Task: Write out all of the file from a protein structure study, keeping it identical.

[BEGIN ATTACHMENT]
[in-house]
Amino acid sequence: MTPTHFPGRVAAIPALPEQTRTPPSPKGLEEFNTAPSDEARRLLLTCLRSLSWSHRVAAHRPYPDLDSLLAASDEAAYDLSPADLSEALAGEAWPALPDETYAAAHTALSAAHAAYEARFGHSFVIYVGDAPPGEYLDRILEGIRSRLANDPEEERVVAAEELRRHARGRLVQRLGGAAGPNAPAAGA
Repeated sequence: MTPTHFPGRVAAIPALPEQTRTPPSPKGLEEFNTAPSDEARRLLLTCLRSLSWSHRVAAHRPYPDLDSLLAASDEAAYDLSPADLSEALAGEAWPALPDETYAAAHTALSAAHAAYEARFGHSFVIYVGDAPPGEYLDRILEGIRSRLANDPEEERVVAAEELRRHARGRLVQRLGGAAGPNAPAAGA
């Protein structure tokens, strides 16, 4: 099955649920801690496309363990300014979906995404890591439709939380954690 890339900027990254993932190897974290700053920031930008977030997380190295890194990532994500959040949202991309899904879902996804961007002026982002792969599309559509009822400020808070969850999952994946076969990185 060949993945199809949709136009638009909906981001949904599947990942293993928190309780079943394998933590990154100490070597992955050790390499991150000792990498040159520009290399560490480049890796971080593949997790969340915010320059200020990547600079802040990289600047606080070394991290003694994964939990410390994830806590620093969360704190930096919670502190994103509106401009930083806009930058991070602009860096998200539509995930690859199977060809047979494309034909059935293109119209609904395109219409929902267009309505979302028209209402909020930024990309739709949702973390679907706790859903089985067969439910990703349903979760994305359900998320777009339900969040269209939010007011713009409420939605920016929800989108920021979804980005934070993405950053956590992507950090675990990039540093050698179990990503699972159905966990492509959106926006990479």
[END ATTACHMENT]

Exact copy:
[in-house]
Amino acid sequence: MTPTHFPGRVAAIPALPEQTRTPPSPKGLEEFNTAPSDEARRLLLTCLRSLSWSHRVAAHRPYPDLDSLLAASDEAAYDLSPADLSEALAGEAWPALPDETYAAAHTALSAAHAAYEARFGHSFVIYVGDAPPGEYLDRILEGIRSRLANDPEEERVVAAEELRRHARGRLVQRLGGAAGPNAPAAGA
Repeated sequence: MTPTHFPGRVAAIPALPEQTRTPPSPKGLEEFNTAPSDEARRLLLTCLRSLSWSHRVAAHRPYPDLDSLLAASDEAAYDLSPADLSEALAGEAWPALPDETYAAAHTALSAAHAAYEARFGHSFVIYVGDAPPGEYLDRILEGIRSRLANDPEEERVVAAEELRRHARGRLVQRLGGAAGPNAPAAGA
């Protein structure tokens, strides 16, 4: 099955649920801690496309363990300014979906995404890591439709939380954690 890339900027990254993932190897974290700053920031930008977030997380190295890194990532994500959040949202991309899904879902996804961007002026982002792969599309559509009822400020808070969850999952994946076969990185 060949993945199809949709136009638009909906981001949904599947990942293993928190309780079943394998933590990154100490070597992955050790390499991150000792990498040159520009290399560490480049890796971080593949997790969340915010320059200020990547600079802040990289600047606080070394991290003694994964939990410390994830806590620093969360704190930096919670502190994103509106401009930083806009930058991070602009860096998200539509995930690859199977060809047979494309034909059935293109119209609904395109219409929902267009309505979302028209209402909020930024990309739709949702973390679907706790859903089985067969439910990703349903979760994305359900998320777009339900969040269209939010007011713009409420939605920016929800989108920021979804980005934070993405950053956590992507950090675990990039540093050698179990990503699972159905966990492509959106926006990479």